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Daniel of Doulogos Name:Daniel
Home: Winnipeg, Manitoba, Canada
About Me: I used to believe that evolution was reasonable, that homosexuality was genetic, and that people became Christians because they couldn't deal with the 'reality' that this life was all there was. I used to believe, that if there was a heaven - I could get there by being good - and I used to think I was more or less a good person. I was wrong on all counts. One day I finally had my eyes opened and I saw that I was not going to go to heaven, but that I was certainly going to suffer the wrath of God for all my sin. I saw myself as a treasonous rebel at heart - I hated God for creating me just to send me to Hell - and I was wretched beyond my own comprehension. Into this spiritual vacuum Jesus Christ came and he opened my understanding - delivering me from God's wrath into God's grace. I was "saved" as an adult, and now my life is hid in Christ. I am by no means sinless, but by God's grace I am a repenting believer - a born again Christian.
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Daniel's posts are almost always pastoral and God centered. I appreciate and am challenged by them frequently. He has a great sense of humor as well.
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His posts are either funny or challenging. He is very friendly and nice.
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[He has] good posts, both the serious like this one, and the humorous like yesterday. [He is] the reason that I have restrained myself from making Canadian jokes in my posts.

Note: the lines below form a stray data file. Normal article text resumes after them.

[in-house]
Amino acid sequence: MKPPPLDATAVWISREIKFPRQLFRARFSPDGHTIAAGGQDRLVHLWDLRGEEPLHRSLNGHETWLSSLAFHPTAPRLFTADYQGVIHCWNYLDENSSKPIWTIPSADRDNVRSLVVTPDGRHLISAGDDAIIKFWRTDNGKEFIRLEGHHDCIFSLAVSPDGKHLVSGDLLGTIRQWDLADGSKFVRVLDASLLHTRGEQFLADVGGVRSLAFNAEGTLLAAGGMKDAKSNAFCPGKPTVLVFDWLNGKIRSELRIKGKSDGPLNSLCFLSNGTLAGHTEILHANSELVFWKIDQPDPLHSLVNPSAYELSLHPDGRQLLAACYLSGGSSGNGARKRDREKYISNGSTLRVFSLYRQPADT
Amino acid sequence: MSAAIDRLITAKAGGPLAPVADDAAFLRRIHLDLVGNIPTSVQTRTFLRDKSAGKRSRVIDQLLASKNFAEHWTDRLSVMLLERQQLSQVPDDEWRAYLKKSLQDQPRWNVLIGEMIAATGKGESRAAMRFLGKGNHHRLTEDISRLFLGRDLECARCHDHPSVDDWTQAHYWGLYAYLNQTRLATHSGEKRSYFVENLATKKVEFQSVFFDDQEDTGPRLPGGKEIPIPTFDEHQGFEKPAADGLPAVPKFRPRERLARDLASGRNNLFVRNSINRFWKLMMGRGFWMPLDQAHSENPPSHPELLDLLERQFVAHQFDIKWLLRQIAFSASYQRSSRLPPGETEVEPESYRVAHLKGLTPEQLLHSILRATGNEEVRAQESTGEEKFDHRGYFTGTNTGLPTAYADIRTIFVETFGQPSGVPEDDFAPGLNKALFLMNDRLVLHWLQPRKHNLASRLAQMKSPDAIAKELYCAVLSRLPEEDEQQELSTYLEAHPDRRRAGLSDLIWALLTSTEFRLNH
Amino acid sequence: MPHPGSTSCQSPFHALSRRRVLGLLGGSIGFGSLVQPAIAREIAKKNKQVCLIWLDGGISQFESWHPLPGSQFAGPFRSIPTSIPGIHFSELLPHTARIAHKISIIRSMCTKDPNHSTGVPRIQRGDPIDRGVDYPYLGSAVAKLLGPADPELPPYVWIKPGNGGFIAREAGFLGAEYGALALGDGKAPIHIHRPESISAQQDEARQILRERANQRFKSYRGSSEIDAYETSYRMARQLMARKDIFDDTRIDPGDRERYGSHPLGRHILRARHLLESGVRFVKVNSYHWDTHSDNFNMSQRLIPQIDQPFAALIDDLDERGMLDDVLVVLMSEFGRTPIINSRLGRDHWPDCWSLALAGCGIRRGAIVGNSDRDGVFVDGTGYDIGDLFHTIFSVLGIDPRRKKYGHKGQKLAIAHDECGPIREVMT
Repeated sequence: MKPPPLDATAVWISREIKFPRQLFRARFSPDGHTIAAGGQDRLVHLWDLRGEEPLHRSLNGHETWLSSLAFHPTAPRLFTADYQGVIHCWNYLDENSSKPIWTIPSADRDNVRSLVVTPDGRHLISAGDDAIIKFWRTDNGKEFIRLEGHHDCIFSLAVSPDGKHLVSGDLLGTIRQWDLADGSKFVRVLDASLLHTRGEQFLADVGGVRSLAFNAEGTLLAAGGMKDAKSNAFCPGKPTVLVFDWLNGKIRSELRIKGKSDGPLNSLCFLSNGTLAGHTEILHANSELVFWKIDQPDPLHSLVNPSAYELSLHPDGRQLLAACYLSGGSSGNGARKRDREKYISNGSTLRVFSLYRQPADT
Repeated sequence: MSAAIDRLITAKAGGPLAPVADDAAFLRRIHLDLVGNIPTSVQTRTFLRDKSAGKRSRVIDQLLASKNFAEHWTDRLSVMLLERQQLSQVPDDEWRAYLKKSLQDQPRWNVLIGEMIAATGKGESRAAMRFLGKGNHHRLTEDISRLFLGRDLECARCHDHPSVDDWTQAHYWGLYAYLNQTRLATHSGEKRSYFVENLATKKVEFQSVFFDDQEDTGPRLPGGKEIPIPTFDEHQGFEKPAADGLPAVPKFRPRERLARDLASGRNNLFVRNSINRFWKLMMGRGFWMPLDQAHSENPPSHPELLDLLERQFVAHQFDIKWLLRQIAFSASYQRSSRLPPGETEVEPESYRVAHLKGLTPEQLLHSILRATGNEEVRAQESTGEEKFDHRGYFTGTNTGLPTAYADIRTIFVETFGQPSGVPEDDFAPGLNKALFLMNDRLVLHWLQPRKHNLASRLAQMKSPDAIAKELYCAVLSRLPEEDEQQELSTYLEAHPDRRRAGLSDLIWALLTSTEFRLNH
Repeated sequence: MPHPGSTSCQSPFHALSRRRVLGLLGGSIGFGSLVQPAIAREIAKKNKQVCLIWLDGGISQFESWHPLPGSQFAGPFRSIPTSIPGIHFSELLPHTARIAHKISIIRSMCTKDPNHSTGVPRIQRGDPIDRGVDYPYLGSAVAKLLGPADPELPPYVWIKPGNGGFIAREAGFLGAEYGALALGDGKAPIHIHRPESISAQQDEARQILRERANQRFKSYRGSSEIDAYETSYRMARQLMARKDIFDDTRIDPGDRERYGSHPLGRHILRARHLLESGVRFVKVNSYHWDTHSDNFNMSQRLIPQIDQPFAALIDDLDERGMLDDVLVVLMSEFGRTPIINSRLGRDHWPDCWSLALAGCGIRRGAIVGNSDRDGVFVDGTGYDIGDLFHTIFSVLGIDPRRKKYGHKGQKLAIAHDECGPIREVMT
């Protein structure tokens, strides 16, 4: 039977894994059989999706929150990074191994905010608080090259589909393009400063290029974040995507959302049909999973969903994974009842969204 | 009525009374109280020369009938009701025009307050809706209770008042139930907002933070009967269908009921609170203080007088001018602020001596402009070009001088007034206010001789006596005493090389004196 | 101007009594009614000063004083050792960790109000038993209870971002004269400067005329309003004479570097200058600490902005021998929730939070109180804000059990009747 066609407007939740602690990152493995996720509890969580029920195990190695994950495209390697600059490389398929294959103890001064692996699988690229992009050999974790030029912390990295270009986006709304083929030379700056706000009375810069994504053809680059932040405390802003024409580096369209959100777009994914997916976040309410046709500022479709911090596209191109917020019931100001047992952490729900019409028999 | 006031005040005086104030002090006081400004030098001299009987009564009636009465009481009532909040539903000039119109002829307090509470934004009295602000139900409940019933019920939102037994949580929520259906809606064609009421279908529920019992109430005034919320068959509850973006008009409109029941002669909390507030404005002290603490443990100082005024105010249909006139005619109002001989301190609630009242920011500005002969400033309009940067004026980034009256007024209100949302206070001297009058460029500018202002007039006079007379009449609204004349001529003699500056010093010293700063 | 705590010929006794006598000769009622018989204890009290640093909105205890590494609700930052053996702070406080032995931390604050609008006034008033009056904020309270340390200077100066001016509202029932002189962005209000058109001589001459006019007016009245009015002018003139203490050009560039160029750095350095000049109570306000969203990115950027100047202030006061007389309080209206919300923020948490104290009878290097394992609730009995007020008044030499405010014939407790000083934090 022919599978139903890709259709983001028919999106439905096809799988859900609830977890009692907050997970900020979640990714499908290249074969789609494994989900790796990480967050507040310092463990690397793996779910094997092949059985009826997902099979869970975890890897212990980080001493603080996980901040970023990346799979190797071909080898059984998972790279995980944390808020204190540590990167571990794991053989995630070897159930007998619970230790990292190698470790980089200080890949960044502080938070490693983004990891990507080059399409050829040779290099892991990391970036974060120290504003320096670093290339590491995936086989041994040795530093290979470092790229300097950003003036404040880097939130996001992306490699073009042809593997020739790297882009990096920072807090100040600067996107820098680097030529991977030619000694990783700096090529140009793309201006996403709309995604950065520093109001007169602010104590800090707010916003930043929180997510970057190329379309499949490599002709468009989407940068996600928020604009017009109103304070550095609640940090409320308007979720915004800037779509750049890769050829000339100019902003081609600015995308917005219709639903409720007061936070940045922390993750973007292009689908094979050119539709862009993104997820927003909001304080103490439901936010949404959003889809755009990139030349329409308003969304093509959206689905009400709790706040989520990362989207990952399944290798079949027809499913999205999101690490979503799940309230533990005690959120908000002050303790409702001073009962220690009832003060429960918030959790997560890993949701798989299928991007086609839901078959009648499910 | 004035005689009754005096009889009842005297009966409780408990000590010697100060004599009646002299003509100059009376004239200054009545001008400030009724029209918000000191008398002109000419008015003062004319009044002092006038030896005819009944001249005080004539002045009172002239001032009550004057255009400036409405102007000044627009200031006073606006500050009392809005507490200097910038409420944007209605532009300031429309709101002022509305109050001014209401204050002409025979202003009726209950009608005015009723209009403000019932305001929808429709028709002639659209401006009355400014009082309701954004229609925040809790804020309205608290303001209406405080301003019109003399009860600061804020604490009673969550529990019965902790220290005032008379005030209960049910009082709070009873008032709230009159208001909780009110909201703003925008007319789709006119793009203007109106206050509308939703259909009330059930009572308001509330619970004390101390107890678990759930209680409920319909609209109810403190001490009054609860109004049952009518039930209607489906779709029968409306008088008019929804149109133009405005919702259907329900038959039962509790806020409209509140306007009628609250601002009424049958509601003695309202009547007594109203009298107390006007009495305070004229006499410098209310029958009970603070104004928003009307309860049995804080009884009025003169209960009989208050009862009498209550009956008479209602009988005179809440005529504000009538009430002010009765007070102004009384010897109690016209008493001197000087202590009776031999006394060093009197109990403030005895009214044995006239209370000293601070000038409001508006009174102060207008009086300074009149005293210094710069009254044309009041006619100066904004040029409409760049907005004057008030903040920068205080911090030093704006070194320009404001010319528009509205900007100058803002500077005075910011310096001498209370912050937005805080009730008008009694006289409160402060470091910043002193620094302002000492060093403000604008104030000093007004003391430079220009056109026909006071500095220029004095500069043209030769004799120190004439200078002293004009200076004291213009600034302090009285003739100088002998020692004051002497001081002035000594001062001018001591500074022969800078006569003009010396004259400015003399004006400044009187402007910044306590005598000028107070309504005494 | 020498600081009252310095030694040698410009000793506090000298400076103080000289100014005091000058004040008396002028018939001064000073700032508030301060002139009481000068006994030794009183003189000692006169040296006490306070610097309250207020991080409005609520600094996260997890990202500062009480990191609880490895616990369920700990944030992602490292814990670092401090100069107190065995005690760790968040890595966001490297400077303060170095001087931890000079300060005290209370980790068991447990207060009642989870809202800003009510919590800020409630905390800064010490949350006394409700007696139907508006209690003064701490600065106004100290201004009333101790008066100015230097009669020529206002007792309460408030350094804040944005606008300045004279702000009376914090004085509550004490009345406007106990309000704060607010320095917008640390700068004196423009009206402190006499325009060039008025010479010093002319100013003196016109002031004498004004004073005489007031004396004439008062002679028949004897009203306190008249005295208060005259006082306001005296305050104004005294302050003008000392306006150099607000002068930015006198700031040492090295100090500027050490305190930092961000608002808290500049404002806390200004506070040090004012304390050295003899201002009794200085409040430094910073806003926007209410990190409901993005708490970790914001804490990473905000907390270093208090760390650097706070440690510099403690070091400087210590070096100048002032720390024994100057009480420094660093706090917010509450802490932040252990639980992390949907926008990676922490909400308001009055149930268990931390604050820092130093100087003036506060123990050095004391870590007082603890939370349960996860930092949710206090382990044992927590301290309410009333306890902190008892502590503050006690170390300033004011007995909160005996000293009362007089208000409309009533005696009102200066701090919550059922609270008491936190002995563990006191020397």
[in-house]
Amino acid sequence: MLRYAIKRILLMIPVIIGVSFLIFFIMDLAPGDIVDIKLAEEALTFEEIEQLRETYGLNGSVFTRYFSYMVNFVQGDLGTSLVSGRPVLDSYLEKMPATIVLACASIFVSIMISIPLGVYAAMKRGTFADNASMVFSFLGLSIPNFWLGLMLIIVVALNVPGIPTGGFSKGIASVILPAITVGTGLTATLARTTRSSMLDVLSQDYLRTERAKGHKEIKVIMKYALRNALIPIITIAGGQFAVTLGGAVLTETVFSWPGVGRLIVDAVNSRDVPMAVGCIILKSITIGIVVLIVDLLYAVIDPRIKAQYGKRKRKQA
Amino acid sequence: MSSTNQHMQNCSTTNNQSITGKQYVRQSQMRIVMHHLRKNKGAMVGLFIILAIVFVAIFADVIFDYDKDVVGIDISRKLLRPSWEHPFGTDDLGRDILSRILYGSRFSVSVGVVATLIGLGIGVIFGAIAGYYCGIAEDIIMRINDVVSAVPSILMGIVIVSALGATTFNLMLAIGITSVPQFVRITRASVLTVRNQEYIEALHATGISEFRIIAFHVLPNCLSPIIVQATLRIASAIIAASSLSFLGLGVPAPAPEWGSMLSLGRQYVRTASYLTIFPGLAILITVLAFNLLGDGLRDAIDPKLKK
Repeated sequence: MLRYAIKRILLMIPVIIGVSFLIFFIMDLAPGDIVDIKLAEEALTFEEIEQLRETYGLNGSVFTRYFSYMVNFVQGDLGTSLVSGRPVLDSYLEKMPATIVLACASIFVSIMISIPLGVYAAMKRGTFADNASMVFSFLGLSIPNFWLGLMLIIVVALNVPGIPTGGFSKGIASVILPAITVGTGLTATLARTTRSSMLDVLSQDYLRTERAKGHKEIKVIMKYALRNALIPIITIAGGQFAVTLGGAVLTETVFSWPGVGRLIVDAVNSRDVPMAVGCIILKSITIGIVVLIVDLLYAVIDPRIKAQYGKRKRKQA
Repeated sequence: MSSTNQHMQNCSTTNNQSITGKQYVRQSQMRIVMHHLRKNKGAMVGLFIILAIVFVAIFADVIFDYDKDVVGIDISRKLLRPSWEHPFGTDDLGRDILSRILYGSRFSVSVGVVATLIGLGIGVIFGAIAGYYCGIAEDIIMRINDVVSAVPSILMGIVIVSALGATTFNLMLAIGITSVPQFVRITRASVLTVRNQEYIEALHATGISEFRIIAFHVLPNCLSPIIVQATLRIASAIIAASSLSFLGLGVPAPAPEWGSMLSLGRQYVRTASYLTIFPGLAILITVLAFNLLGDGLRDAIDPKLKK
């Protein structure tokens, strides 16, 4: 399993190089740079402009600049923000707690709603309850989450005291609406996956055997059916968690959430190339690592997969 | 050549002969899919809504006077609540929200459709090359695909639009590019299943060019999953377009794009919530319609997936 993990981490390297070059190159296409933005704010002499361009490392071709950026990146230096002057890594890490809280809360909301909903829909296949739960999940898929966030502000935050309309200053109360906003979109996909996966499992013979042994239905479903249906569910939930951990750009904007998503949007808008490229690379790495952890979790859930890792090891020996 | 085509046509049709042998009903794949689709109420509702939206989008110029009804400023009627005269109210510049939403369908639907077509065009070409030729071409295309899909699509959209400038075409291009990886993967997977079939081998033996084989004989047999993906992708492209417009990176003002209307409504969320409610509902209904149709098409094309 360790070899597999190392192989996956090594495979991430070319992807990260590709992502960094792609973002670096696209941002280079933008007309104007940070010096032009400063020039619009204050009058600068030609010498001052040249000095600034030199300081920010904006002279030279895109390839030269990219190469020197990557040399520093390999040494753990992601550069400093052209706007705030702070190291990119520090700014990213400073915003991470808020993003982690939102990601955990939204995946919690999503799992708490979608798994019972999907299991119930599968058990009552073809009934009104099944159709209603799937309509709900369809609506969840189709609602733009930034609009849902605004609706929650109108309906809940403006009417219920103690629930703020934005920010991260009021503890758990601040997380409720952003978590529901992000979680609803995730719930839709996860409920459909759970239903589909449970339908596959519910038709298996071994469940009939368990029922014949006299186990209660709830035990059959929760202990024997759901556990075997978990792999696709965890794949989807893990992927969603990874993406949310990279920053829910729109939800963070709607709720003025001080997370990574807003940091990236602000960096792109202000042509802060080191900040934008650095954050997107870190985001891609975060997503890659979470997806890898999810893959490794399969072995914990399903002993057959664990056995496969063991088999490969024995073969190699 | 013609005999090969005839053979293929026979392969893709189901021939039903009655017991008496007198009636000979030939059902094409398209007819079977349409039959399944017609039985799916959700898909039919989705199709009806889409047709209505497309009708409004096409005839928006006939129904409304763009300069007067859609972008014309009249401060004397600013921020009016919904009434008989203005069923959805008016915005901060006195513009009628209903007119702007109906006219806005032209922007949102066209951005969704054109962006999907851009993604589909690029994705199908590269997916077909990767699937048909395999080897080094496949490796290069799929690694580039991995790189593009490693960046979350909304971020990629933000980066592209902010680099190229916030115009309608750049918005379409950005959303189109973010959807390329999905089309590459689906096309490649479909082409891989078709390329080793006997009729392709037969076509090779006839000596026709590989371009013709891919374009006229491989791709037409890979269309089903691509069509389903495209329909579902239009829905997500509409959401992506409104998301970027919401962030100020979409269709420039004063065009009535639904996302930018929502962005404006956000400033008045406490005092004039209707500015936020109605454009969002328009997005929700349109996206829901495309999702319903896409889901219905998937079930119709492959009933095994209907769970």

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Daniel, nicely done and much more original than Frank the Turk.
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Friday, May 07, 2010
Not Many Teachers...
It came about after the LORD had spoken these words to Job, that the LORD said to Eliphaz the Temanite, "My wrath is kindled against you and against your two friends, because you have not spoken of Me what is right as My servant Job has. - Job 42:7 [NASB]


We are admonished us in James 3:1 in this way, "Let not many of you become teachers, my brethren, knowing that as such we will incur a stricter judgment" - [NASB]. The focus there is typically on those who would teach. But I want to begin this post with the thought that those who teach must first be taught.

The truth is that not everyone takes instruction equally.

Some are more willing than others to honestly examine not only what they hear, but also what they presume to believe already. The one who is contrite in heart, is not only [a] more likely to correct their own doctrine, but [2] likely to do so more often than the one who presumes to be right simply because he or she knows himself or herself to be sincere and well schooled in what they believe.

It isn't a question of denomination or education however. Whatever your denominational or educational circumstances may be, the odds are good that (for all your genuine zeal and sincerity of heart) a fair bit of your personal theologically is [1] imprecise, some smaller portion is [2] off center, and for some, perhaps a portion is even [3] contrary to scripture.

When we hear the proverbial James 3:1 sermon, the admonition is usually that you shouldn't take up the mantle of a teacher haphazardly because teachers incur a stricter judgment. The reason for this, or so the standard sermon goes, is because your theological error, while it is your own, is only polluting you. But when you take on the mantle of a teacher, you may well spread some polluted doctrine to others, who in turn may spread it abroad, and in so doing you incur a greater judgment upon yourself.

That's a very good and true point, and I repeat it here because it is good and true. That alone is sufficient reason for any right thinking person to think twice before opening their mouth to teach another anything pertaining to God.